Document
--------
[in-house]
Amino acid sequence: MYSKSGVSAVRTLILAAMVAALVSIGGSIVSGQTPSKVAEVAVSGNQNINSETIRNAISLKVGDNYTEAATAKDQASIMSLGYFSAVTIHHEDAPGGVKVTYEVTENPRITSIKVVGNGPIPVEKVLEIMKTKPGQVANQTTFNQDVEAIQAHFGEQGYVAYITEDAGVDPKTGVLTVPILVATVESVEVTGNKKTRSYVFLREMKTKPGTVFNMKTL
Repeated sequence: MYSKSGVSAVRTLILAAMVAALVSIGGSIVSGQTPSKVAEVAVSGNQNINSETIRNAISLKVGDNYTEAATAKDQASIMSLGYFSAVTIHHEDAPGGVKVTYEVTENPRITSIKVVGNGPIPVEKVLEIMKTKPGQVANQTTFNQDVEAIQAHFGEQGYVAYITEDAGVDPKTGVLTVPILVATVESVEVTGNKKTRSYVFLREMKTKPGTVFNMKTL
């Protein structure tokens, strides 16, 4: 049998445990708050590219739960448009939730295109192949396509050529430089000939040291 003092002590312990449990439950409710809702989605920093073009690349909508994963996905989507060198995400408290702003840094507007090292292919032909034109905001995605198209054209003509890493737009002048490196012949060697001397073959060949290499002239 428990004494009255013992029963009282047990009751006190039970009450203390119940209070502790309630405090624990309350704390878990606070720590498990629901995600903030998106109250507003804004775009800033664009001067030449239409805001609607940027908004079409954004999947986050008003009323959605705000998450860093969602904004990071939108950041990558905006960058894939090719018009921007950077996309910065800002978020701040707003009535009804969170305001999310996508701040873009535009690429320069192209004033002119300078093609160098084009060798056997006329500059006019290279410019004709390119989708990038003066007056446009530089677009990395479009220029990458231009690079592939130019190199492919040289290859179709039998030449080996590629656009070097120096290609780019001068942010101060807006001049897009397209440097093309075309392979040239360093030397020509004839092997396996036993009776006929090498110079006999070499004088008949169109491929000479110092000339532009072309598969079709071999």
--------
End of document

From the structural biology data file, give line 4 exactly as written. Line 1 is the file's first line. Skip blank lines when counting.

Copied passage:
């Protein structure tokens, strides 16, 4: 049998445990708050590219739960448009939730295109192949396509050529430089000939040291 003092002590312990449990439950409710809702989605920093073009690349909508994963996905989507060198995400408290702003840094507007090292292919032909034109905001995605198209054209003509890493737009002048490196012949060697001397073959060949290499002239 428990004494009255013992029963009282047990009751006190039970009450203390119940209070502790309630405090624990309350704390878990606070720590498990629901995600903030998106109250507003804004775009800033664009001067030449239409805001609607940027908004079409954004999947986050008003009323959605705000998450860093969602904004990071939108950041990558905006960058894939090719018009921007950077996309910065800002978020701040707003009535009804969170305001999310996508701040873009535009690429320069192209004033002119300078093609160098084009060798056997006329500059006019290279410019004709390119989708990038003066007056446009530089677009990395479009220029990458231009690079592939130019190199492919040289290859179709039998030449080996590629656009070097120096290609780019001068942010101060807006001049897009397209440097093309075309392979040239360093030397020509004839092997396996036993009776006929090498110079006999070499004088008949169109491929000479110092000339532009072309598969079709071999």